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Feeding Well on Budget

September 03, 2022

Feeding Well on Budget

Remember a top quality diet ultimately goes a long way towards a healthy pet, so aim for the best you can do.
*Strategize a meal plan, look for balance over the week as opposed to every meal.
*Look for cheaper cuts and specials.
*Buy in bulk and freeze. Make sure these are proteins that your pet likes!
*Buy the "icky" stuff - Think Chicken/Duck feet, wings, necks, carcasses(backs/frames), giblets, organs (essential, but no more than 10 % of a meal). These may not look pretty, but will offer unique nutrient profiles and add interest to a meal.
*If your dog is ok with fattier meats these can be more energy dense - more bang for your buck, and are often a little cheaper to buy - think Chicken, Beef, Lamb, Duck. Balance these out with Green Tripe, which is budget friendly, lean and full of digestive enzymes and despite the aroma is an absolute favourite with most dogs, so can be fed often.
*Rotate the proteins - aim for at least four different proteins a week this keeps your pet interested in his meals = no wastage.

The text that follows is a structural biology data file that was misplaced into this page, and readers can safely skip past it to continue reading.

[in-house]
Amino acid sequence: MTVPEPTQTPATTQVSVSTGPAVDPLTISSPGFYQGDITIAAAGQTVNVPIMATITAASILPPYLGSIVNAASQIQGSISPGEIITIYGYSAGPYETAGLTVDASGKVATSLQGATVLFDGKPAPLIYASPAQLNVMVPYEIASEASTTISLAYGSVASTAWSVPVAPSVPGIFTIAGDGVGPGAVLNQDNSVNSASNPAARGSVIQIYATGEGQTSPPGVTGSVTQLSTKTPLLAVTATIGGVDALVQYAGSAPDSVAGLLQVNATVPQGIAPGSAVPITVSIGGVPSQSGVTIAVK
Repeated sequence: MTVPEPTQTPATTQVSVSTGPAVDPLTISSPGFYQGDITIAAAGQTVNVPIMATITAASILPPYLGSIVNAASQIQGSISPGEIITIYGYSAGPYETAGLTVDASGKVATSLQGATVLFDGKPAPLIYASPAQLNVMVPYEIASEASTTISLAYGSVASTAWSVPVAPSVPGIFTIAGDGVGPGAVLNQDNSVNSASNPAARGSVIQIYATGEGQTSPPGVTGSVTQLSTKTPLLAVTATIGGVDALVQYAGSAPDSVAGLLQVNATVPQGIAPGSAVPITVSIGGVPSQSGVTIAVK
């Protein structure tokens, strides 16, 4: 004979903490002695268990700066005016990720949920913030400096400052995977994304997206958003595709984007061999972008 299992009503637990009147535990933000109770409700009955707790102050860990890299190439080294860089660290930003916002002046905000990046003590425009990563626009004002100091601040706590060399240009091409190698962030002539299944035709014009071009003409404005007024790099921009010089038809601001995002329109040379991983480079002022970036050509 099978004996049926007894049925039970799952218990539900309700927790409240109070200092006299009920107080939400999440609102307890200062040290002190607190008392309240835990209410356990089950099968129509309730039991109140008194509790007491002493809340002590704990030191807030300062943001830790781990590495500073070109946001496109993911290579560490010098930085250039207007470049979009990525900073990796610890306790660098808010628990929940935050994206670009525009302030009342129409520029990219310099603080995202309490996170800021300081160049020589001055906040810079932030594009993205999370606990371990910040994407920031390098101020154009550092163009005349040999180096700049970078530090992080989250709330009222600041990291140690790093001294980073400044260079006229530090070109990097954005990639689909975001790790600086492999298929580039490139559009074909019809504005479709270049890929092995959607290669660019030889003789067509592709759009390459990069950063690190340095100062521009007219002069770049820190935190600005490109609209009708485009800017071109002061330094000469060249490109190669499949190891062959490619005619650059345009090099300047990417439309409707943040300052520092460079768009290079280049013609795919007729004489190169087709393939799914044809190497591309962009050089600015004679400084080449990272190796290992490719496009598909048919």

* Raw meaty bones are an excellent budget friendly addition, and will keep those teeth clean and healthy (raw fed dogs only - see our bone feeding blog)
*Add cooked veggies - buy seasonal specials, especially pumpkins as these will store well. Seconds are usually cheaper and remember the bits you don't eat - ie the broccoli stems etc, cut up, cook up, and freeze in portions for later use.(No more than 20% of the diet and check our blogs for what not to feed).
*Don't forget to add these to a meal on occasion - Eggs, tinned fish in spring water, plain unsweetened yoghurt, kefir, bone broth, goats milk, tukkathyme.
*if you are feeding kibble then go for a top quality brand - you often need to feed less than cheaper brands, as you are not paying for fillers and to be honest your pets health is the true measure. You can still add cooked veggies, egg, bone broth etc to kibble, in fact recent studies have shown a huge reduction in cancers when even small amounts of fresh foods are added to the diet, so overall it really is a win/win situation!

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